We have to continue to undertake hydrological monitoring (this will improve the resilience and sustainability of available sources in the face of increasing climate variability and change); refurbish and expand the network of gauging stations on which this activity depends; re-establish and expand the routine monitoring of water resource water quality (ensuring that this information is maintained in publicly accessible information management systems).

We can all attest to the fact that the effects of drought are always felt in a number of factors including: Hunger, Famine, Thirst, Disease, Wildfires, Social conflict, War, Migration or Relocation.

Unlike the relatively finite water resource of SA, usage is still growing, thus the expectation is that this means strain, especially during drought likely to intensify on the resource.

This is what we will do:

Implement Drought Operating rules

Institute Borehole Drilling and/or rehabilitation

Water tankering from available sources

Rainwater & Fog Harvesting

Protection and use of springs

Cloud seeding

Evaporation suppression

Desalination of brackish groundwater or sea water and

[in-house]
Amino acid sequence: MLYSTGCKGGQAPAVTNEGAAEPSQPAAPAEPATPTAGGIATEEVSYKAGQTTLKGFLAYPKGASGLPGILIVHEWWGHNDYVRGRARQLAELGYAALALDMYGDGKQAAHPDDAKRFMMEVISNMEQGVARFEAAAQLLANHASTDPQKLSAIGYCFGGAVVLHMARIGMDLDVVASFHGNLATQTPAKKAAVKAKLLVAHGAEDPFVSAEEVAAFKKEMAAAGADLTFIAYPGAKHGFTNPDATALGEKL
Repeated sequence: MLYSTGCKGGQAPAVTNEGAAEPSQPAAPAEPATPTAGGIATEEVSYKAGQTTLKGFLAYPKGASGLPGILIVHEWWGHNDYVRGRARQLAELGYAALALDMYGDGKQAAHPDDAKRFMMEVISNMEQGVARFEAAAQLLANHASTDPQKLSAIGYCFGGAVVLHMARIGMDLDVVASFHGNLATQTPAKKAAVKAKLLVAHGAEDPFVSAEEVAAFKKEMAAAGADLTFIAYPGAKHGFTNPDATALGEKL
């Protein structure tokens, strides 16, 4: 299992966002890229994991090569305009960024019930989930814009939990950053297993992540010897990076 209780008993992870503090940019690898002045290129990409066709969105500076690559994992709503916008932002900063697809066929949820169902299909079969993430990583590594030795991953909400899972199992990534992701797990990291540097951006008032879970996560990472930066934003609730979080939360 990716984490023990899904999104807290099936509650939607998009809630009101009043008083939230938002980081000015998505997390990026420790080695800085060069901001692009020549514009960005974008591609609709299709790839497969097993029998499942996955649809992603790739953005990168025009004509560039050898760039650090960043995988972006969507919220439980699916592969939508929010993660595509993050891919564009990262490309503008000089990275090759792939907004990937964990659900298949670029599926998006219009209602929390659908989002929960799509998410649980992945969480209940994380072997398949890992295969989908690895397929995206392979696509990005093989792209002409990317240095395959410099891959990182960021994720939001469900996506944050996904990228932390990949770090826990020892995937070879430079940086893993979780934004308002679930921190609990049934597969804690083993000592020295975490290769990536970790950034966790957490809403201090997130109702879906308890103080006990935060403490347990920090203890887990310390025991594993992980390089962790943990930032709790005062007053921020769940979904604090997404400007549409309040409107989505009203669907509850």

Effluent treatment and re-use, etc.

In the Long-term we will implement measures to enhance water security against drought, and these include:

Water storage and transfer developments;

Water infrastructure like dams and conveyance pipelines are developed to redistribute water over time and space.

Review and promulgate restrictions within the legislation to restore and protect ecological infrastructure

Developing & integrating other sources like groundwater, desalination, re-use, etc. with surface systems also enhances water security. As we all know that desalination remains an expensive form of water security and only the coastal provinces would be beneficiaries of desalination.

Other long term measures to mitigate drought include monitoring systems, enabling policies, working maintenance logistics, as well as well-coordinated institutional arrangements, among others.

As mentioned from time to time and over the years, that South Africa still has higher water consumption per capita than world average, and yet we still continue to use water irresponsibly.

To balance requirements and supply, South Africa will need to reduce water demand, as well as increase supply for a growing population and economy in order to ensure water security by 2030, in line with the NDP.